The study population consists of consecutive patients aged < 80 years, hospitalised because of CHD in the participating centres at least 6 months but no longer than 3 years before the survey visit.
A total of 13935 medical records were retrieved and 8966 patients participated in the visit. Standardised methods were used to study lifestyles, the management of coronary risk factors and the use of cardioprotective drugs.
At the time of the interview 17,2% of all patients was still smoking tobacco, even 38% in patients < 50years old; only one in two of those who smoked before the index event had stopped.
The prevalence rates of overweight and obesity are alarming in all centres ; the proportions with a waist circumference indicating central obesity were respectively 46 and 74% in men and women.
Regular exercise is not taken up by a majority of patients.
Control of elevated blood pressure is still problematic with more than 60% of the patients not at goal despite the fact that antihypertensive drugs are largely used.
Control of elevated total or LDL cholesterol has improved through a better use of statins; however bringing the goal for total cholesterol to < 4.5mmol/l in the guidelines of 2003 results in 51 % of patients not reaching that goal in EUROASPIRE III.
The prevalence of self reported diabetes is 23% ; another 11% has undetected diabetes and still another 30% has impaired fasting glycaemia. The therapeutic control of diabetes is poor.
Only one in three of the patients had participated in a formal cardiac rehabilitation programme.
The use of cardioprotective drugs such as anti platelet aggregants, betablockers or ACE inhibitors is high .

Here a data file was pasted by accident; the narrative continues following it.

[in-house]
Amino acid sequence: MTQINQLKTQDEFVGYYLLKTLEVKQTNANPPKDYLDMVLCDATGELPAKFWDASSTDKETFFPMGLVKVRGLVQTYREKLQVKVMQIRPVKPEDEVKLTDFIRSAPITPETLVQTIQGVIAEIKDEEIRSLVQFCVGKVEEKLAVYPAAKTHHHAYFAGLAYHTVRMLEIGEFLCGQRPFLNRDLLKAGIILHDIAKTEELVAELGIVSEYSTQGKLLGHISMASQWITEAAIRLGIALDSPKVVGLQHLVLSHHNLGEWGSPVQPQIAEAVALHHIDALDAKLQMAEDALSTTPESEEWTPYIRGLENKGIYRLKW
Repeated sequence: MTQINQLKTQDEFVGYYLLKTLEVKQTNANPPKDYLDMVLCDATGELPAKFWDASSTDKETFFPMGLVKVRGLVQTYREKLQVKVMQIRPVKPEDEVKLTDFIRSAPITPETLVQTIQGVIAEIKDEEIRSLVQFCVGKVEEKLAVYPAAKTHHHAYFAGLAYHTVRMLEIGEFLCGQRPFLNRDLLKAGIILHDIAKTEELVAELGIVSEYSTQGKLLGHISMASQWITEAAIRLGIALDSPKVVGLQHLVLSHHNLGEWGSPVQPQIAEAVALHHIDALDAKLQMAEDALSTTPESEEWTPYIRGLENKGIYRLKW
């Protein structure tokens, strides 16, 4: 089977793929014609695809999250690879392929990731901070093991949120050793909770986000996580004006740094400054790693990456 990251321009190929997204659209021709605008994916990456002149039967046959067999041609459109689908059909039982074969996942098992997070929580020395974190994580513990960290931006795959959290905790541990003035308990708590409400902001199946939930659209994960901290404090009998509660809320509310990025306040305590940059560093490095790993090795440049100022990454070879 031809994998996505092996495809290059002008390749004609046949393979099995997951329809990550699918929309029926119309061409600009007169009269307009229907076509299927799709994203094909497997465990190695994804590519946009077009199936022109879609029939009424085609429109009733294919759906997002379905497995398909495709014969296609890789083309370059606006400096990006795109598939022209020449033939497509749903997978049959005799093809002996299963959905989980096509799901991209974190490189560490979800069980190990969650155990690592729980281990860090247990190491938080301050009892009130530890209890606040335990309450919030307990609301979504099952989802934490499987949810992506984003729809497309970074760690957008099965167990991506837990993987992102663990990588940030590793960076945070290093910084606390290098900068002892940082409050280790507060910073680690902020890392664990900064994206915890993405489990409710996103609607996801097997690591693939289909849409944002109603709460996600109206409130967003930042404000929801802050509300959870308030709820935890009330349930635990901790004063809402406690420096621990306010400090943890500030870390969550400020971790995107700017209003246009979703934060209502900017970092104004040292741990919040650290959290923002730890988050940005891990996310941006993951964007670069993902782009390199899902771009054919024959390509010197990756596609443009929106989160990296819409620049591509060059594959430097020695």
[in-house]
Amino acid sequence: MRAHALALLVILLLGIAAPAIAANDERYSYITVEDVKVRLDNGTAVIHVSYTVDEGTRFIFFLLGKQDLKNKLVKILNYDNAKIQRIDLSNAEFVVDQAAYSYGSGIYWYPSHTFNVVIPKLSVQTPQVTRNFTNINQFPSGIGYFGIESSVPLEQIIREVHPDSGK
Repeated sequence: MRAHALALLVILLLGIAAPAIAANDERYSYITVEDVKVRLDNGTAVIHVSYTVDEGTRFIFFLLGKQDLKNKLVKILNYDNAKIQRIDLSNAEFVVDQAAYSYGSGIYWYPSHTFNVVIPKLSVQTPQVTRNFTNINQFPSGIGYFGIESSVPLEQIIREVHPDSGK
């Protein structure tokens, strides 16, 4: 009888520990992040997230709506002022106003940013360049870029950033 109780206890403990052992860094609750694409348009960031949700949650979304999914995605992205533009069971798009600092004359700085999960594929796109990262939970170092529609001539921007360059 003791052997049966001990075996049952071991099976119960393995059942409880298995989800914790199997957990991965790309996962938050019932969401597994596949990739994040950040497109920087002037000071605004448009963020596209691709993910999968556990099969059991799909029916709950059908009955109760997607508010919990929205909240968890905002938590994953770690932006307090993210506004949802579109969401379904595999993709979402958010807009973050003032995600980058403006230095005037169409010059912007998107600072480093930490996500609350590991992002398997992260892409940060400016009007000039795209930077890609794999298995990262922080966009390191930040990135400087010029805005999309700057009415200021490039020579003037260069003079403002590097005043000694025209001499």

The overall results of EUROASPIRE III are rather disappointing. The poor results regarding diabetes, hypertension and obesity may be a reflection of adverse lifestyle developments going on in the background populations of numerous European countries.However the results also indicate that insufficient attention goes into lifestyles both from the side of the clinicians and from the patients themselves.
A more comprehensive multidisciplinary and professional approach is needed , accessible to all coronary patients and provided in each European country by existing or adapted "prevention centres".
The European Society of Cardiology (ESC):
The ESC represents nearly 53,000 cardiology professionals across Europe and the Mediterranean. Its mission is to reduce the burden of cardiovascular disease in Europe.
The ESC achieves this through a variety of scientific and educational activities including the coordination of: clinical practice guidelines, education courses and initiatives, pan-European surveys on specific disease areas and the ESC Annual Congress, the largest medical meeting in Europe. The ESC also works closely with the European Commission and WHO to improve health policy in the EU.
The ESC comprises 3 Councils, 5 Associations, 19 Working Groups, 50 National Cardiac Societies and an ESC Fellowship Community (Fellow, FESC; Nurse Fellow, NFESC). For more information on ESC Initiatives, Congresses and Constituent Bodies see www.escardio.org.
European Society of Cardiology, The European Heart House 2035 Route des Colles, B.P. 179 - Les Templiers, Sophia Antipolis F-06903 France
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